Saturday 21 February 2015

Ebola virus disease: obliterating a variant and stalled case decline...

We've seen the words vigilant and vigilance used widely in recent weeks, ever since we entered a "new phase" of the Ebola virus disease (EVD) battle/fight/war.

The reason for vigilance in all things to do with this campaign has become obvious as the weeks have passed; the reduction in cases has stalled.

I've very crudely drawn in some trends below. Whether you agree with them or not, it is clear that since the fast fall in confirmed cases reported between November-January, it seems to have become very difficult to stamp out the last fires of EVD. 

The phases.
(Very) rough trends in the number of EVD cases over time.
Date from World Health Organization situation reports (SitReps)
and situation summaries (SitSumms).
Click on image to enlarge.
Liberia has come the closest to completing this goal of obliterating the Makona variant of the Zaire ebolavirus (EBOV|Makona) with just 3-9 confirmed cases between World Health Organization (WHO) Situation Report (SitReps) during any of the past 7 weeks. It seems that recent cases can be traced to known transmission chains too and that means no surprise outbreaks. 

However, the people of Guinea and Sierra Leone have not quite got the messages that those in Liberia seem to have embraced (without touching!) so admirably. 

In the last WHO SitRep [1] it was noted that 39-45 unsafe burials (probably not all that occurred) occurred in a week and >40 EVD cases were identified post-mortem. This last observation means exposure of the community to the virus, not getting help and treatment for ill people, and unnecessarily requiring contact tracers to play catch-up. Bad for the infected people their friends and families and the response to EVD. It doesn't have to be that way.

This paints a picture of problems with Ebola outreach and education, communication and cooperation. Those things will keep the latest EVD "phase" chugging along. 

We do need to destroy this variant of Ebola virus by isolating it in the last human cases in each of Guinea, Liberia and Sierra Leone. Once those people recover or regrettably die, EBOV|Makona will be gone, except for what's in lab freezers around the world and in sequence databases thanks to the efforts of a few expert research teams. Once gone from "the wild", the evolutionary clock resets back to the EBOV variants in the animals of the forest.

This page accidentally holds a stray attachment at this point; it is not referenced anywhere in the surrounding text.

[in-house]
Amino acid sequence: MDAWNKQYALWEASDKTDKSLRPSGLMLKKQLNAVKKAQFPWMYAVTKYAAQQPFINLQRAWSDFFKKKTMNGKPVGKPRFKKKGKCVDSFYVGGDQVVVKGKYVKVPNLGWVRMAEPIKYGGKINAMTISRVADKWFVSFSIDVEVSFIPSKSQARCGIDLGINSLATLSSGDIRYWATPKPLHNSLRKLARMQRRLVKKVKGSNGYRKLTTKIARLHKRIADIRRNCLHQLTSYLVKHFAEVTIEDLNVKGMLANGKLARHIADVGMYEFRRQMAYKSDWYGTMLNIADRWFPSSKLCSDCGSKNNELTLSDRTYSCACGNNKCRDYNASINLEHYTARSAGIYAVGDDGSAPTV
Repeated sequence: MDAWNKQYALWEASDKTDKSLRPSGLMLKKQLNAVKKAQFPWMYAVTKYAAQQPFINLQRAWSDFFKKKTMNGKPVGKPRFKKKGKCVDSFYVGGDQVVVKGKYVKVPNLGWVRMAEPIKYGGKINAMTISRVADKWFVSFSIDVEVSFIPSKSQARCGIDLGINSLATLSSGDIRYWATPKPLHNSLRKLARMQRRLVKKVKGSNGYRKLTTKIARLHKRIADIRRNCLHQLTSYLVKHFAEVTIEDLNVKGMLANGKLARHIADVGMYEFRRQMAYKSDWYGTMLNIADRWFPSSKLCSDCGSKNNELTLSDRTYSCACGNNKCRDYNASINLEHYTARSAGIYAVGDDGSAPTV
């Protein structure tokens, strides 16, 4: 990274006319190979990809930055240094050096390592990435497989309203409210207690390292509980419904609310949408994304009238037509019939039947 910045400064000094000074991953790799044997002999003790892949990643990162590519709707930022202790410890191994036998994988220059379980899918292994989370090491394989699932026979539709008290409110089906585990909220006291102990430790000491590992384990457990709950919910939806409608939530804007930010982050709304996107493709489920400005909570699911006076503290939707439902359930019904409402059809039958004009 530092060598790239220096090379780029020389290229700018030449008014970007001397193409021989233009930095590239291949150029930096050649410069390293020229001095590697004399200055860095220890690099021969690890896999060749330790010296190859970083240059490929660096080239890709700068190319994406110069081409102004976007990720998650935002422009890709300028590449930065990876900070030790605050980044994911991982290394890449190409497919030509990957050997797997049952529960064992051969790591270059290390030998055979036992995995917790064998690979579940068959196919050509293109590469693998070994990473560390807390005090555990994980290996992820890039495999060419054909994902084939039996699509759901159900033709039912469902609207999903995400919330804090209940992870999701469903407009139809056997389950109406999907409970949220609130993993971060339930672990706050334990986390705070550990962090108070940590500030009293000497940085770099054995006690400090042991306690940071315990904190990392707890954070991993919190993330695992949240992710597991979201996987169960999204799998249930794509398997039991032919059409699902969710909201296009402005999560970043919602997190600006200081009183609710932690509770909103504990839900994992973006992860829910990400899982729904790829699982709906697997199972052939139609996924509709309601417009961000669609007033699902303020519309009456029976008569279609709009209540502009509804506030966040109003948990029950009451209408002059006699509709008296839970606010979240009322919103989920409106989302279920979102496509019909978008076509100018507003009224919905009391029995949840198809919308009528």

EBOV|Makona knows too much; it has seen too much; it has learned too much, to be allowed to "live". It has been passed through humans too many times and while there is a vanishingly small chance it will sprout wings, it is still a virus that spreads relatively easily under the right conditions and circumstances. Explosive loss of 8 litres of fluids a day provides many ways to pass along this blood/gastro virus. EBOV|Makona may also have adapted, and continues to adapt, in other ways that would mean its stay among humans becomes lengthy and its dissemination more widespread.

More bad news from an unsuccessful obliteration of EBOV|Makona-smouldering EVD in Sierra Leone and Guinea may release new case embers that drift across borders and set new fires in other countries. We don't need hundreds of cases a day for that to happen.[3] We know cases also fly with the aid of planes (not wings). And the cycle could renew. I don't think we'll see such big outbreaks of EBOV|Makona again, for reasons I laid out here, but chasing new fires is more work than stamping out the remnants of old ones. Vigilance and action. 

I think vaccines still have an important role to play in the final phase of this epidemic, even if only 3 new healthcare worker cases were noted in the past SitRep week. Vaccine given to more than just healthcare workers could be useful here if others will accept the needle.

  • Ebola outreach
  • Education
  • Communication
  • Cooperation

Oh, and vigilance.



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